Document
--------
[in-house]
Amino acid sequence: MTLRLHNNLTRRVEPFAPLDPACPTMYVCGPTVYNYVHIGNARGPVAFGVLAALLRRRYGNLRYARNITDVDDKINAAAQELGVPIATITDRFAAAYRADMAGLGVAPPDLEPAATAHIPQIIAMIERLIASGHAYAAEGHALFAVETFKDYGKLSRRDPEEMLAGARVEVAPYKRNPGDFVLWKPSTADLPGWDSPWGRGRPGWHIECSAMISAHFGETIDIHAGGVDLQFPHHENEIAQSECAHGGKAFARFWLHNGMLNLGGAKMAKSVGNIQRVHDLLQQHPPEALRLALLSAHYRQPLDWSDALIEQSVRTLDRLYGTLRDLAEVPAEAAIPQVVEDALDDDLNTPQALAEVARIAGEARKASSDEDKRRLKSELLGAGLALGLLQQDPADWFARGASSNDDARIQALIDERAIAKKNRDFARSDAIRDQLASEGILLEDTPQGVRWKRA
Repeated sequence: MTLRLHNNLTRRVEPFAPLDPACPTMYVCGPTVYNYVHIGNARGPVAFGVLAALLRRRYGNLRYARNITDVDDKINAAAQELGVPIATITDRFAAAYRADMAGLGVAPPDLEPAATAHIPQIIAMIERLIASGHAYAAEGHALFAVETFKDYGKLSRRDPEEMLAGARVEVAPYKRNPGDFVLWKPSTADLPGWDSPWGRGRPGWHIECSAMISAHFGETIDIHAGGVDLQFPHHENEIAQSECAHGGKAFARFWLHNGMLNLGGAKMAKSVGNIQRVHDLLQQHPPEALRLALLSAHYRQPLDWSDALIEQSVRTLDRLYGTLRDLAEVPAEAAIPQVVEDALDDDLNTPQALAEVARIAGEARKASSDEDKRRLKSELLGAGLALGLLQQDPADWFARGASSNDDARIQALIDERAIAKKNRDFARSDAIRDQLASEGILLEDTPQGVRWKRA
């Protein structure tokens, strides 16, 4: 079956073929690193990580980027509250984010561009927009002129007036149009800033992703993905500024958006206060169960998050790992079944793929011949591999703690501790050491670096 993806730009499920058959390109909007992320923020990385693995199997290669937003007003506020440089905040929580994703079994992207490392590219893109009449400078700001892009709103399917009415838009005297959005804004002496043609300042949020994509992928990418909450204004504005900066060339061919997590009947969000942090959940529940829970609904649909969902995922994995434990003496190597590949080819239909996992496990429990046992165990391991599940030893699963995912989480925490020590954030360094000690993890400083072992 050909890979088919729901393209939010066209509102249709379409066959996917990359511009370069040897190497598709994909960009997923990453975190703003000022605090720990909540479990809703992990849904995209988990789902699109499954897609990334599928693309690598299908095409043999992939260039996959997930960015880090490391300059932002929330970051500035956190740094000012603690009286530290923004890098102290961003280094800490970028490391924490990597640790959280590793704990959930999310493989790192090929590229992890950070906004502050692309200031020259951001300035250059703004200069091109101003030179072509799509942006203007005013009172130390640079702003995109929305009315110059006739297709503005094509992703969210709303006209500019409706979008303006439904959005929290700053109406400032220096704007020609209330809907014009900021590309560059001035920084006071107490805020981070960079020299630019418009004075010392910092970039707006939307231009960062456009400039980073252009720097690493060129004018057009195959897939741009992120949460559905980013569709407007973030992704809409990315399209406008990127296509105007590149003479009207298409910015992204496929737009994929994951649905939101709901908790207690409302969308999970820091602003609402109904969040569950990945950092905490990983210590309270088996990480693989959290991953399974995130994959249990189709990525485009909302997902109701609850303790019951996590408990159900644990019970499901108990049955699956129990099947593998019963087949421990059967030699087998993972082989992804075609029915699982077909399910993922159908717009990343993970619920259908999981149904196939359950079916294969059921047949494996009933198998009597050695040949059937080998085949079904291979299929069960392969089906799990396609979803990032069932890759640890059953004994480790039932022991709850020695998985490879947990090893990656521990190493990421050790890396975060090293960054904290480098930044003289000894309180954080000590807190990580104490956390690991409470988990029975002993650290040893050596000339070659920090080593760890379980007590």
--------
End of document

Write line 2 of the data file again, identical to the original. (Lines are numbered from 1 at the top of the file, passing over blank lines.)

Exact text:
Amino acid sequence: MTLRLHNNLTRRVEPFAPLDPACPTMYVCGPTVYNYVHIGNARGPVAFGVLAALLRRRYGNLRYARNITDVDDKINAAAQELGVPIATITDRFAAAYRADMAGLGVAPPDLEPAATAHIPQIIAMIERLIASGHAYAAEGHALFAVETFKDYGKLSRRDPEEMLAGARVEVAPYKRNPGDFVLWKPSTADLPGWDSPWGRGRPGWHIECSAMISAHFGETIDIHAGGVDLQFPHHENEIAQSECAHGGKAFARFWLHNGMLNLGGAKMAKSVGNIQRVHDLLQQHPPEALRLALLSAHYRQPLDWSDALIEQSVRTLDRLYGTLRDLAEVPAEAAIPQVVEDALDDDLNTPQALAEVARIAGEARKASSDEDKRRLKSELLGAGLALGLLQQDPADWFARGASSNDDARIQALIDERAIAKKNRDFARSDAIRDQLASEGILLEDTPQGVRWKRA